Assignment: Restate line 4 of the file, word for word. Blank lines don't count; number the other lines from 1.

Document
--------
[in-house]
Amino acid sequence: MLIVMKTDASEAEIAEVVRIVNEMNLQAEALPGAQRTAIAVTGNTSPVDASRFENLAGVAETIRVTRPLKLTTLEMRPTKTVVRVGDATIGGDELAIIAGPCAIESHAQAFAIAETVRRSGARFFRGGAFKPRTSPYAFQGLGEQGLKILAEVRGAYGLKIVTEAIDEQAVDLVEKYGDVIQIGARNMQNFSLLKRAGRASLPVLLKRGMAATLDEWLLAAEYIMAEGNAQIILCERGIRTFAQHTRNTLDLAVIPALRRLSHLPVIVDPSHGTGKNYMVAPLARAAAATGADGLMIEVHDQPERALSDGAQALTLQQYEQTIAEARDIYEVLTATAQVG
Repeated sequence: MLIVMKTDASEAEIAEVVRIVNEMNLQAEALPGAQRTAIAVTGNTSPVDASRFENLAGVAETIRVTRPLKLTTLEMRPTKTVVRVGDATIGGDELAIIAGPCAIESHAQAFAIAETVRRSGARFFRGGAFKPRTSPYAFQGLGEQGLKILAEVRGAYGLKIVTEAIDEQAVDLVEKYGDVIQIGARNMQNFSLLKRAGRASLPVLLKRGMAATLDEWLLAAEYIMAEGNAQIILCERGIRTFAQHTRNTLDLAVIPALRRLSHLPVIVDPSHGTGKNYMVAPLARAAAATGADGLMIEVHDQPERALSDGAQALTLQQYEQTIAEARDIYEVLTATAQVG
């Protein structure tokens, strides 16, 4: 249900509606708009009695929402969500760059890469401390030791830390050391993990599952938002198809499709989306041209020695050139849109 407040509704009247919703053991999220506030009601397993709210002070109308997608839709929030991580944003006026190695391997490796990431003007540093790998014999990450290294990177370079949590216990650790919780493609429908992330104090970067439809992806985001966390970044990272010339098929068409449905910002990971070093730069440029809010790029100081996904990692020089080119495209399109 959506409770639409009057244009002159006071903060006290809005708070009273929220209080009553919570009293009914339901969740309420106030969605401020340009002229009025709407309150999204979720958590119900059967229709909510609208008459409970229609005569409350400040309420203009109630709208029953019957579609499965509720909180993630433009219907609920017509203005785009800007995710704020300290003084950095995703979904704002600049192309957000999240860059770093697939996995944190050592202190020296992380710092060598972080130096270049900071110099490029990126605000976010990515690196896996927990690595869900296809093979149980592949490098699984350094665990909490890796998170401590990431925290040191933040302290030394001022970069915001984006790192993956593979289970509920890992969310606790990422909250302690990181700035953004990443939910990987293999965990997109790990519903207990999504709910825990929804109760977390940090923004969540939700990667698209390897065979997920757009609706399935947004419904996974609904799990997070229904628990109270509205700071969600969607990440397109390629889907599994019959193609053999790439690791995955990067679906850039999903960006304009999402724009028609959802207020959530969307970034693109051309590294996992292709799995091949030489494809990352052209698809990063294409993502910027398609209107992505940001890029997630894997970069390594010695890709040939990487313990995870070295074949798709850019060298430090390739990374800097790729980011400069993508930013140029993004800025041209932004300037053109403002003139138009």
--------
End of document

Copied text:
């Protein structure tokens, strides 16, 4: 249900509606708009009695929402969500760059890469401390030791830390050391993990599952938002198809499709989306041209020695050139849109 407040509704009247919703053991999220506030009601397993709210002070109308997608839709929030991580944003006026190695391997490796990431003007540093790998014999990450290294990177370079949590216990650790919780493609429908992330104090970067439809992806985001966390970044990272010339098929068409449905910002990971070093730069440029809010790029100081996904990692020089080119495209399109 959506409770639409009057244009002159006071903060006290809005708070009273929220209080009553919570009293009914339901969740309420106030969605401020340009002229009025709407309150999204979720958590119900059967229709909510609208008459409970229609005569409350400040309420203009109630709208029953019957579609499965509720909180993630433009219907609920017509203005785009800007995710704020300290003084950095995703979904704002600049192309957000999240860059770093697939996995944190050592202190020296992380710092060598972080130096270049900071110099490029990126605000976010990515690196896996927990690595869900296809093979149980592949490098699984350094665990909490890796998170401590990431925290040191933040302290030394001022970069915001984006790192993956593979289970509920890992969310606790990422909250302690990181700035953004990443939910990987293999965990997109790990519903207990999504709910825990929804109760977390940090923004969540939700990667698209390897065979997920757009609706399935947004419904996974609904799990997070229904628990109270509205700071969600969607990440397109390629889907599994019959193609053999790439690791995955990067679906850039999903960006304009999402724009028609959802207020959530969307970034693109051309590294996992292709799995091949030489494809990352052209698809990063294409993502910027398609209107992505940001890029997630894997970069390594010695890709040939990487313990995870070295074949798709850019060298430090390739990374800097790729980011400069993508930013140029993004800025041209932004300037053109403002003139138009």